Visitor Question

Civil lawsuit for assault damages?

Submitted By: Anonymous (Washington)

On July 12th 2012, I was brutally assaulted by a man I had been dating. He beat me with a gun repeatedly for over 3 hours and had my life threatened, while I was held against my will. I was taken to a hospital and he was arrested. He ended up pleading guilty and was sentenced to 3-8 years, but was released on a rider after 7 months.

I ended up with severe PTSD which has resulted in a significant decrease in my quality of life. I also have a significant scar above my eyebrow from where he hit me over the head with his gun, and a torn rotator cuff.

I want to know what I would need to do to sue him and win? How much in damages might I expect? What evidence I would need to provide? Thank you for any information you can provide.

Disclaimer: Our response is not formal legal advice and does not create an attorney-client relationship. It is generic legal information based on the very limited information provided. Do not rely upon the information in our response, or anywhere else on this site, when deciding the proper course of a legal matter. Always get a personalized case review from a local attorney.

Answer

Dear Anonymous,

From the facts you present, there is no doubt your ex-boyfriend’s actions were the direct and proximate cause of your very serious injuries.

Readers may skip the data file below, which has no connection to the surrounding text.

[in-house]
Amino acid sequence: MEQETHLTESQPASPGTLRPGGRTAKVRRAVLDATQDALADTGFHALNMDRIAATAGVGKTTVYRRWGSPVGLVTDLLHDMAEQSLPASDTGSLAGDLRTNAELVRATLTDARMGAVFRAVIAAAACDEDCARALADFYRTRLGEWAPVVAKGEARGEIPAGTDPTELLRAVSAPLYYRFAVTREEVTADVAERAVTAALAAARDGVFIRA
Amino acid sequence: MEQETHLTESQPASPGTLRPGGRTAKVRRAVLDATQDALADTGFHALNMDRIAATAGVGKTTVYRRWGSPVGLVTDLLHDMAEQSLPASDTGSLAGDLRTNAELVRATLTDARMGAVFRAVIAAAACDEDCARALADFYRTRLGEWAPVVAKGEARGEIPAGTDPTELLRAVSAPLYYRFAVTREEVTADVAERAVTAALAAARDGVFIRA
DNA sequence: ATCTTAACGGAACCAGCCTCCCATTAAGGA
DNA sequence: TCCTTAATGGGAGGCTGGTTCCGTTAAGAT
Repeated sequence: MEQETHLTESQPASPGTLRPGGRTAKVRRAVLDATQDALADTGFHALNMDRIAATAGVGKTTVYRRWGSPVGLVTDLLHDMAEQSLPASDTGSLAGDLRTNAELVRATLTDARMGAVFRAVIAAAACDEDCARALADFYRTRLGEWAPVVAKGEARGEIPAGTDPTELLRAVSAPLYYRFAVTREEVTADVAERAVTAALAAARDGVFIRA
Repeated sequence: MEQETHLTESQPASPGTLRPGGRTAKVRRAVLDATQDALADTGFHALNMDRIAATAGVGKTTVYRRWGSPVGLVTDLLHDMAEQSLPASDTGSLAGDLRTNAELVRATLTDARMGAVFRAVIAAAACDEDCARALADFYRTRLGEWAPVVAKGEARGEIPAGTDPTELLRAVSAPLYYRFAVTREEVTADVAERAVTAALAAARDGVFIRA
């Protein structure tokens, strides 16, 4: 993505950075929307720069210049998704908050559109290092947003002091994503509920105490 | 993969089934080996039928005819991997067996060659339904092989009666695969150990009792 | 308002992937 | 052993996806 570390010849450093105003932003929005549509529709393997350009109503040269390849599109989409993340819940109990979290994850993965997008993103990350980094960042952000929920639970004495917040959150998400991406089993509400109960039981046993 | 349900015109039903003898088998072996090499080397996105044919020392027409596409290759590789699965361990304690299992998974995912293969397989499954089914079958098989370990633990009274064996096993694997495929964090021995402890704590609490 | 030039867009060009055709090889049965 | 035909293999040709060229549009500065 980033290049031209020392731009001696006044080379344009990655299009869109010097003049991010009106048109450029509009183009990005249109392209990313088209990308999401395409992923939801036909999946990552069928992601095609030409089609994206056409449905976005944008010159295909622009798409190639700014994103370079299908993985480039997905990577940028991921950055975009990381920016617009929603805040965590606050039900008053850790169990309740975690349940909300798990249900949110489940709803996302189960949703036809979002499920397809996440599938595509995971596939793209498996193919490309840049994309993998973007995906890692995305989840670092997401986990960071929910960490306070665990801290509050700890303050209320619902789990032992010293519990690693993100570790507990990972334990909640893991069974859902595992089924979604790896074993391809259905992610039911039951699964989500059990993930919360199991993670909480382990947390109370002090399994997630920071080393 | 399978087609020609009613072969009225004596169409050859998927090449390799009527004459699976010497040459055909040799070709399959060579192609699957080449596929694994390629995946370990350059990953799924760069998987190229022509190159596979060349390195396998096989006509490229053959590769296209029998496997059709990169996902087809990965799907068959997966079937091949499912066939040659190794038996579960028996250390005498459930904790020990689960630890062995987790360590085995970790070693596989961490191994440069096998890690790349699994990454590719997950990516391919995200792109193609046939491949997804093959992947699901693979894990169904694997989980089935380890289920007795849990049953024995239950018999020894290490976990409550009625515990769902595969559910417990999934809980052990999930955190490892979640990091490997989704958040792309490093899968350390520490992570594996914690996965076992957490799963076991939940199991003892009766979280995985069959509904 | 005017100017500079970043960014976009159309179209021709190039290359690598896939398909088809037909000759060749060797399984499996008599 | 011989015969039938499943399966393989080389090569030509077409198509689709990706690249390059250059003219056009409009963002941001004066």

Before deciding to file a lawsuit against your your ex-boyfriend it is important to know if he has assets which are attachable after a court verdict. In other words, does your ex-boyfriend have stocks and bonds, cash, savings, and real estate not exempted by the State of Washington’s Homestead laws.

The State of Washington protects certain real estate from being attached or seized by court judgements. In Washington, real estate designated as a home or residence is protected up to $125,000.

This means in the event you are successful in a lawsuit against your ex-boyfriend, he will be able to keep up to $125,000 of the equity in his home.

Read Washington’s statute on Homestead Exemption in Section 6.13.030

If your ex-boyfriend has sufficient assets to cover a court verdict, gather copies of your medical records and bills, receipts for out of pocket expenses (like medications, bandages, costs of travel to treatment, etc.), and proof of your lost wages, if applicable.

Seek out several personal injury attorneys in your area. Most will not charge for an initial office consultation. If you are not sure, but have a reasonable belief your ex-boyfriend has sufficient assets to cover your medical bills and other losses, an attorney will be able to discover the location, type and amount of those assets.

The above is general information. Laws change frequently, and across jurisdictions. You should get a personalized case evaluation from a licensed attorney. Find a local attorney to give you a free case review here , or call (888) 647-2490.

Best of luck,

Published: August 16, 2016

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